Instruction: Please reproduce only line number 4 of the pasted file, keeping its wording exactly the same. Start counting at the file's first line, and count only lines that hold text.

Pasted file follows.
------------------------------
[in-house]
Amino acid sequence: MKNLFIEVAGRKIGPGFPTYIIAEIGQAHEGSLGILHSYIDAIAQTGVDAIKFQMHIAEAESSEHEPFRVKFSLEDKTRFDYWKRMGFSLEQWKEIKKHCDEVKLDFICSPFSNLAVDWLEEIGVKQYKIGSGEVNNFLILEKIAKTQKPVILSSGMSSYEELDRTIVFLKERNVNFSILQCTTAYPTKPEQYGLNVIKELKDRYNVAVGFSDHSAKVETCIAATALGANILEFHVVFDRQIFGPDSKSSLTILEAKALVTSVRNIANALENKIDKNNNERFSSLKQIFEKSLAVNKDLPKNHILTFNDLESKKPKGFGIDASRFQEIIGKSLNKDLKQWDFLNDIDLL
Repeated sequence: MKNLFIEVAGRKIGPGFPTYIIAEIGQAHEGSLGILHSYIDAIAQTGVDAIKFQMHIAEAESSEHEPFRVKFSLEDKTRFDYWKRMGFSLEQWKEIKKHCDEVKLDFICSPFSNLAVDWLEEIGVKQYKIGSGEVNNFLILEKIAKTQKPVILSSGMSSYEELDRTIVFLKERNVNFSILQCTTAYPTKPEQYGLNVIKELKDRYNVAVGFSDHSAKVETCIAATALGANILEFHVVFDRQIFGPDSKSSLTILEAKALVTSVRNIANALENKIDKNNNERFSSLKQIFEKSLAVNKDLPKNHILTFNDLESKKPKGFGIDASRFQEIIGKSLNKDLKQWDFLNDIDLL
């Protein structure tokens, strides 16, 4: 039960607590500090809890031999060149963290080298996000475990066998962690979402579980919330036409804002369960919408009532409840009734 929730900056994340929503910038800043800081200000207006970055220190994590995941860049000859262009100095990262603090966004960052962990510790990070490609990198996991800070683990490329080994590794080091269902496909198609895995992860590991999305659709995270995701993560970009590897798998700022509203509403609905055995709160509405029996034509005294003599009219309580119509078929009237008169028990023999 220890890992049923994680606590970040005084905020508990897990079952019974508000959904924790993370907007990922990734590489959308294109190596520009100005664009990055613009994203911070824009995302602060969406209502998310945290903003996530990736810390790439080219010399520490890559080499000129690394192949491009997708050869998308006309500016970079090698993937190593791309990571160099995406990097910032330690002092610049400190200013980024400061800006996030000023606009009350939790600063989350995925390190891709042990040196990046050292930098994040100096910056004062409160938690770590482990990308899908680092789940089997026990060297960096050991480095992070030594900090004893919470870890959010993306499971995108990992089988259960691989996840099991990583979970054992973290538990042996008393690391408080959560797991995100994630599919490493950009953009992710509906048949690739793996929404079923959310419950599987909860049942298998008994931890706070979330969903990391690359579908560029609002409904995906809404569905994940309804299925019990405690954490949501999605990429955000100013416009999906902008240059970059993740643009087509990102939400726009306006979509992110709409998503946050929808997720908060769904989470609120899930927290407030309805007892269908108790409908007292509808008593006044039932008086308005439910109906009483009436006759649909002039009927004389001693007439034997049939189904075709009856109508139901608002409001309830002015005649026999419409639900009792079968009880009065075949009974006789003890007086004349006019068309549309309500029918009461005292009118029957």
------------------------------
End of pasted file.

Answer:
């Protein structure tokens, strides 16, 4: 039960607590500090809890031999060149963290080298996000475990066998962690979402579980919330036409804002369960919408009532409840009734 929730900056994340929503910038800043800081200000207006970055220190994590995941860049000859262009100095990262603090966004960052962990510790990070490609990198996991800070683990490329080994590794080091269902496909198609895995992860590991999305659709995270995701993560970009590897798998700022509203509403609905055995709160509405029996034509005294003599009219309580119509078929009237008169028990023999 220890890992049923994680606590970040005084905020508990897990079952019974508000959904924790993370907007990922990734590489959308294109190596520009100005664009990055613009994203911070824009995302602060969406209502998310945290903003996530990736810390790439080219010399520490890559080499000129690394192949491009997708050869998308006309500016970079090698993937190593791309990571160099995406990097910032330690002092610049400190200013980024400061800006996030000023606009009350939790600063989350995925390190891709042990040196990046050292930098994040100096910056004062409160938690770590482990990308899908680092789940089997026990060297960096050991480095992070030594900090004893919470870890959010993306499971995108990992089988259960691989996840099991990583979970054992973290538990042996008393690391408080959560797991995100994630599919490493950009953009992710509906048949690739793996929404079923959310419950599987909860049942298998008994931890706070979330969903990391690359579908560029609002409904995906809404569905994940309804299925019990405690954490949501999605990429955000100013416009999906902008240059970059993740643009087509990102939400726009306006979509992110709409998503946050929808997720908060769904989470609120899930927290407030309805007892269908108790409908007292509808008593006044039932008086308005439910109906009483009436006759649909002039009927004389001693007439034997049939189904075709009856109508139901608002409001309830002015005649026999419409639900009792079968009880009065075949009974006789003890007086004349006019068309549309309500029918009461005292009118029957």